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  How do we know for sure a theory is non-renormalizable?

+ 6 like - 0 dislike

In quantum field theory, we are looking for a Lagrangian that is, amongst other, renormalizable. But how do we determine whether or not a theory is renormalizable? Is this purely done by power counting due to Weinberg? This question is already answered in the a previous question.

My question result from the fact that the Yang-Mills Lagrangian was considered to be non-renormalizable, and thus non-physical, for a decade until Veltman and 't Hooft found a method to regularize the theory. Keeping this in mind, is it possible that there are theories that we today consider to be non-renormalizable, and thus non-physical, which actually are renormalizable but we haven't (yet) discovered a way to do this?

I apologize in advance if my question is vague and if I'm using the wrong terminology, but I'm very new to the idea of renormalizability.

This post imported from StackExchange Physics at 2014-04-05 17:25 (UCT), posted by SE-user Hunter
asked Feb 24, 2014 in Theoretical Physics by Hunter (520 points) [ no revision ]
retagged Apr 5, 2014
related post physics.stackexchange.com/questions/88884/… ; P.S. non-renormalizable Lagrangians are accetable as effective theories

This post imported from StackExchange Physics at 2014-04-05 17:25 (UCT), posted by SE-user user26143
@user26143 thanks for that! I will now update my question (I don't think it answers my second question).

This post imported from StackExchange Physics at 2014-04-05 17:25 (UCT), posted by SE-user Hunter

If a theory is power counting non-renormalizable, then for sure it is not renormalizable.(EDIT: I realize this is too bold an assertion, power counting is not enough to make us sure of nonrenomalizablity)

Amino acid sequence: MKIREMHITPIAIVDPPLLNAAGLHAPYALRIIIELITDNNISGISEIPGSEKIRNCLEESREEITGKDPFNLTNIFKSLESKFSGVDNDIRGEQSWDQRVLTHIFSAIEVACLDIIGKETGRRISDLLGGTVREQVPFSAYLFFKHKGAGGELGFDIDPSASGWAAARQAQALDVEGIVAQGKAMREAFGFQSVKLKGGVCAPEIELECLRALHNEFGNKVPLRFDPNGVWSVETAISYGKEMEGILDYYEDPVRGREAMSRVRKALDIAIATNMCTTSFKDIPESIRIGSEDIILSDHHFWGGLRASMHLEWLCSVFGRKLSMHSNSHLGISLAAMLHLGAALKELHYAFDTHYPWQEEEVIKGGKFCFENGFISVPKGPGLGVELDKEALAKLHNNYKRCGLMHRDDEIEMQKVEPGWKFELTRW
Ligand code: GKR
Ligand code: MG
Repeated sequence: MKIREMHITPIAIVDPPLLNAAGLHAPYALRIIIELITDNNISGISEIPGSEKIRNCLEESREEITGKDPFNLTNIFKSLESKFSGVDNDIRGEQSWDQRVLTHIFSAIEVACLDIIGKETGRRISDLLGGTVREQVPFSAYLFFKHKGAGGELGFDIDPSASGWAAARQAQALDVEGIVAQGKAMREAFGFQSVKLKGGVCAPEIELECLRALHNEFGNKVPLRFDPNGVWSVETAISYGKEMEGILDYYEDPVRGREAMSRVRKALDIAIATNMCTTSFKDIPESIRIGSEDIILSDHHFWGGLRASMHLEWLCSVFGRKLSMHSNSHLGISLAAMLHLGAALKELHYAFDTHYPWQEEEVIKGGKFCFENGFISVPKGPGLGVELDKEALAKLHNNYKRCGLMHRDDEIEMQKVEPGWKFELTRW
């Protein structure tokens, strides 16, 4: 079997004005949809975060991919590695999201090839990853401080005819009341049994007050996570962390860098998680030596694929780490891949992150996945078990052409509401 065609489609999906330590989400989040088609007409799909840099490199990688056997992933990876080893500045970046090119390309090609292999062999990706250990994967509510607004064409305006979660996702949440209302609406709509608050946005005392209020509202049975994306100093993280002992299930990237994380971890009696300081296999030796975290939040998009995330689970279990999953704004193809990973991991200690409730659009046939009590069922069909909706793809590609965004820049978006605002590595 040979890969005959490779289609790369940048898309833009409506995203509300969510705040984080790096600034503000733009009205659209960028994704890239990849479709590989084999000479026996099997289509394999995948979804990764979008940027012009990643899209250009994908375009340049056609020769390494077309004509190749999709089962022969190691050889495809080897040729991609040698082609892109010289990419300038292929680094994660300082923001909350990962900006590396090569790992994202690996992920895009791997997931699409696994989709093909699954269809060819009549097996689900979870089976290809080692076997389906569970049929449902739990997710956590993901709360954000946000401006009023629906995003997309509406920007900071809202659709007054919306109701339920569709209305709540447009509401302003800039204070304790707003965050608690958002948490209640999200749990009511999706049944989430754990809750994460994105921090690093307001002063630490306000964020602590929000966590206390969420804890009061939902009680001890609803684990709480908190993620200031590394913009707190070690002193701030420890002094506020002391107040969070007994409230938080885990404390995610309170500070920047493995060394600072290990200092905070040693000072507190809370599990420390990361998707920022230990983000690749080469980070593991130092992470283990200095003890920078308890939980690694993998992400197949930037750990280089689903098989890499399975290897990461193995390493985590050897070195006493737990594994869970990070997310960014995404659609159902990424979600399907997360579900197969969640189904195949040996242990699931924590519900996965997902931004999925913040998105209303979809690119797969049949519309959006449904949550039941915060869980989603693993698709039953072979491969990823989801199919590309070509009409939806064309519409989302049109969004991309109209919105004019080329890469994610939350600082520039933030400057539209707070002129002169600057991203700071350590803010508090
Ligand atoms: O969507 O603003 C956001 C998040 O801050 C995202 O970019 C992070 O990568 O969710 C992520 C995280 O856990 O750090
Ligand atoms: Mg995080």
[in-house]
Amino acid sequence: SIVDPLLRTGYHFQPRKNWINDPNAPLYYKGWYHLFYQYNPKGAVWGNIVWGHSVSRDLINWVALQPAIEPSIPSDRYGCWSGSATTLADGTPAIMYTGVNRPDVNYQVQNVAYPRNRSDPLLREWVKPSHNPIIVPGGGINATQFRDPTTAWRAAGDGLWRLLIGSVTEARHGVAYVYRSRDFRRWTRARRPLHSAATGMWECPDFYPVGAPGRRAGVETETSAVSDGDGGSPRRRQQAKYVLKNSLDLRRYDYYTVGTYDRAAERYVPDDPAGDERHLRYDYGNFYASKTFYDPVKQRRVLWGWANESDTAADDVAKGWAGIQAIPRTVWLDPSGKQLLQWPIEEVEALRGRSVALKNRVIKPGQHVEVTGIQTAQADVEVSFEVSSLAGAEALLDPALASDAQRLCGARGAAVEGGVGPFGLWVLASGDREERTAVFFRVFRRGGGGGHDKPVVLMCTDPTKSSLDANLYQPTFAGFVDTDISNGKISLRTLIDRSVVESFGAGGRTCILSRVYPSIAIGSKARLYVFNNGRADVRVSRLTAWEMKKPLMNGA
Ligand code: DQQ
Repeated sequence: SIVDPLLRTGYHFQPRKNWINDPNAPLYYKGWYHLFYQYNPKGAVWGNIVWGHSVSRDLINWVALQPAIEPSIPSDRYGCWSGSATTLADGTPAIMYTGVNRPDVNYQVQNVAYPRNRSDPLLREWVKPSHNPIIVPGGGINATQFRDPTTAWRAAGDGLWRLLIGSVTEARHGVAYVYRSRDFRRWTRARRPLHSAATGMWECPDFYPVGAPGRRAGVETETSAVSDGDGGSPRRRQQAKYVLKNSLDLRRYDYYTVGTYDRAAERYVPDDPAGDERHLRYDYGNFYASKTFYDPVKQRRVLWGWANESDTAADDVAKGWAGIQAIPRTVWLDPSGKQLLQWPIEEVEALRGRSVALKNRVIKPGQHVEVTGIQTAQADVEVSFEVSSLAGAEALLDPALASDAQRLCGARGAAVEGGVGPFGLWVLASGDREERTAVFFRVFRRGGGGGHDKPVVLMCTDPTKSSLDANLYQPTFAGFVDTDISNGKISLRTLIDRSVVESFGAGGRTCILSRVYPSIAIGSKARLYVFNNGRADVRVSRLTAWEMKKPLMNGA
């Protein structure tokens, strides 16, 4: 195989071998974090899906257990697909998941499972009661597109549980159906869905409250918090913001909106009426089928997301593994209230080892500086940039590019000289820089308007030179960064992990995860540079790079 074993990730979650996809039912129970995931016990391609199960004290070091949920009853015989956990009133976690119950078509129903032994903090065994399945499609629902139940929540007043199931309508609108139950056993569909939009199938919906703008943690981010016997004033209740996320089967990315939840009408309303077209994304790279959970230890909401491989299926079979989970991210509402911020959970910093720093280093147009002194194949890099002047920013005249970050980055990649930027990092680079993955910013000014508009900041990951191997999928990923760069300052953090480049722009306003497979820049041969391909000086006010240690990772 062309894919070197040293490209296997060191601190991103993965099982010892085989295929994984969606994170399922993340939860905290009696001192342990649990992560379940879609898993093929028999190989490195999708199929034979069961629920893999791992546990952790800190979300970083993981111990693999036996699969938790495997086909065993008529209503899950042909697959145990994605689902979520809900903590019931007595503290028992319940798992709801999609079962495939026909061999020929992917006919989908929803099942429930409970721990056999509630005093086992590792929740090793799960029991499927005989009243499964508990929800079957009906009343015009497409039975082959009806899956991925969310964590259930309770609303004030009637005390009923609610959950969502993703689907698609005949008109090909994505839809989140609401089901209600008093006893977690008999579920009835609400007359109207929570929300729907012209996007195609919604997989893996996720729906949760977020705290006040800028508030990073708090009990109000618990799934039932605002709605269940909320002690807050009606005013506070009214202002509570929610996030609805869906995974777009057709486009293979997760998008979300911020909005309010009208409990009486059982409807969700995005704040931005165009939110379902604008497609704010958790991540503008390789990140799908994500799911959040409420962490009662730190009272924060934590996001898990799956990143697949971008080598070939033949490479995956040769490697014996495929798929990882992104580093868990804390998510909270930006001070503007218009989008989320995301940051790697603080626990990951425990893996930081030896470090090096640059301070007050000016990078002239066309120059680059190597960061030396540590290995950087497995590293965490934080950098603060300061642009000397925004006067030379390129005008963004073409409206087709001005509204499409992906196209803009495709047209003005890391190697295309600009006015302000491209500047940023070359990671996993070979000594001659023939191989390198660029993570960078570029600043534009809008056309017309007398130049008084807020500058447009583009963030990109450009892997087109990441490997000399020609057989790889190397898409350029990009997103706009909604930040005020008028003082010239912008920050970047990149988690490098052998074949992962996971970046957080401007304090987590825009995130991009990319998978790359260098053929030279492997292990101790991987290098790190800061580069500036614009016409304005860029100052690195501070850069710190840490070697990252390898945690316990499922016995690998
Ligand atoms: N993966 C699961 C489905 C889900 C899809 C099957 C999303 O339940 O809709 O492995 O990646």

This post imported from StackExchange Physics at 2014-04-05 17:25 (UCT), posted by SE-user Jia Yiyang

1 Answer

+ 3 like - 0 dislike

Renormalizability is _defined_ by that finitely many counter terms suffice to have a well-defined renormalized perturbation theory. This can be decided by a combinatorial analysis, which for some theories simply hadn't been completed in early times. The news in Veltman and 't Hooft's arguments was that symmetry-breaking introduces a special situation where the couplings are related in a specific way such that finitely many counterterms suffice as if the broken symmetry were absent.

Nonrenormalizable does not mean nonphysical. It only means that infinitely many counterterms are needed to fully specify the theory perturbatively. Most of these terms are, however, suppressed by huge factors, so that only a few are needed to extract the physics at a given scale. This leads to effective theories.

Some nonrenormalizable theories become renormalizable after a nonlinear field transformation, at least in 1+1 dimensions.

answered Apr 13, 2014 by Arnold Neumaier (15,787 points) [ no revision ]

Ahh ok, so Veltman and 't Hooft discovered that if a theory is renormalizable before symmetry breaking, then it must also be renormalizable after symmetry breaking?

And so if I (or someone else) were to write down a new Lagrangian, then it is always possible to tell if the theory is renormalizable or not (by using the combinatorial analysis you mentioned)?

Thanks for your reply!

Yes to the first question.

To the second one: It is not easy to do such an analysis: The combinatorial analysis of Veltman and 't Hooft took many pages. Even the renormalizability analysis of scalar field theories to all orders took a number of years to be complete without missed cases of overlapping divergences. But I believe that all cases of interest (with Poincare symmetry) have now been covered, so that the answer should be yes. (But I might have misinterpreted the available evidence - did not check the truth myself.)

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